Effect of Emblica officinalis fruits against metallic-lead induced biochemical and hematological alterations in Wistar rats

Rajkumar, R ; Ilango, B ; Savidha, R ; Vinothkumar, K ; Ezhilarasan, D ; Sukumar, E


Lead toxicity and related health issues have become global concern due to increased use of lead-based products in the modern world. Though attempts are being made to tackle this malady through many ways, the use of naturally occurring materials that are available locally is a subtle approach. In this investigation, the fruits of E. officinalis (EO) were studied for their potential in overcoming biochemical and hematological alterations caused by metallic lead in rat model. Four groups of rats, each containing six animals, were considered for the study. Group I served as normal control while to other groups (II– IV), metallic lead powder (100 ppm/rat) was orally administrated for 30 consecutive days. From day 31, the animals in groups III and IV were treated with EO in doses of 50 and 100 mg/kg body weight (p. o.), respectively, for the following seven days. Group II served as lead-treated control. On day 38, the animals in all groups were sacrificed and the blood was collected and serum separated. The changes in biochemical (aspartate aminotrasferase, alanine aminotrasferase, alkaline phosphatase, gamma glutamyltrasferase, total cholesterol, triglycerides, urea, creatinine and calcium) and hematological (red blood cell count, white blood cell count, hemoglobin, packed cell volume and platelet count) parameters were estimated. Lead treated animals in Group - II showed appreciable changes in hematological and biochemical parameters. Treatment with EO (50 and 100 mg/kg) significantly restored the changes in the above parameters to near normal values implying that the fruit of E. officinalis is an effective natural material to overcome widespread lead toxicity. This observation is further supported by histopathological studies of liver and kidney tissues wherein the distorted architecture, degeneration and other changes found in lead-treated animals were brought back to near normal stages by the treatment of EO.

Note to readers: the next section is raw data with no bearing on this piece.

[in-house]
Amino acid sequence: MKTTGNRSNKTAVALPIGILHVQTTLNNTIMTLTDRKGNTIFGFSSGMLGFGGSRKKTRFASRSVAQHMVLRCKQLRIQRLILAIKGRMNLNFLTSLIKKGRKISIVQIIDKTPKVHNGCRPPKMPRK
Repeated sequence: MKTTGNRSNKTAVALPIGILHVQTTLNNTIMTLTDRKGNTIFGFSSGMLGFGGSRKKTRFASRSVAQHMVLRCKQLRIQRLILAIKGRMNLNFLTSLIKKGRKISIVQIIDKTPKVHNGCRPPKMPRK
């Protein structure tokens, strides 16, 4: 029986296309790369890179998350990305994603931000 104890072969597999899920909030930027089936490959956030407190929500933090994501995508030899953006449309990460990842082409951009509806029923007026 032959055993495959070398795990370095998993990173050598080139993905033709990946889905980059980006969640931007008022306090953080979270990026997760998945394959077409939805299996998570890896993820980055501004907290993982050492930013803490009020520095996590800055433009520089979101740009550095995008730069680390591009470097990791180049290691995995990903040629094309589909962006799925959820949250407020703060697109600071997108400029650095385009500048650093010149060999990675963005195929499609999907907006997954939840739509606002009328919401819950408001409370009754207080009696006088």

Lead toxicity; Indian gooseberry; Animal study; Biochemistry; Hematology; Histopathology

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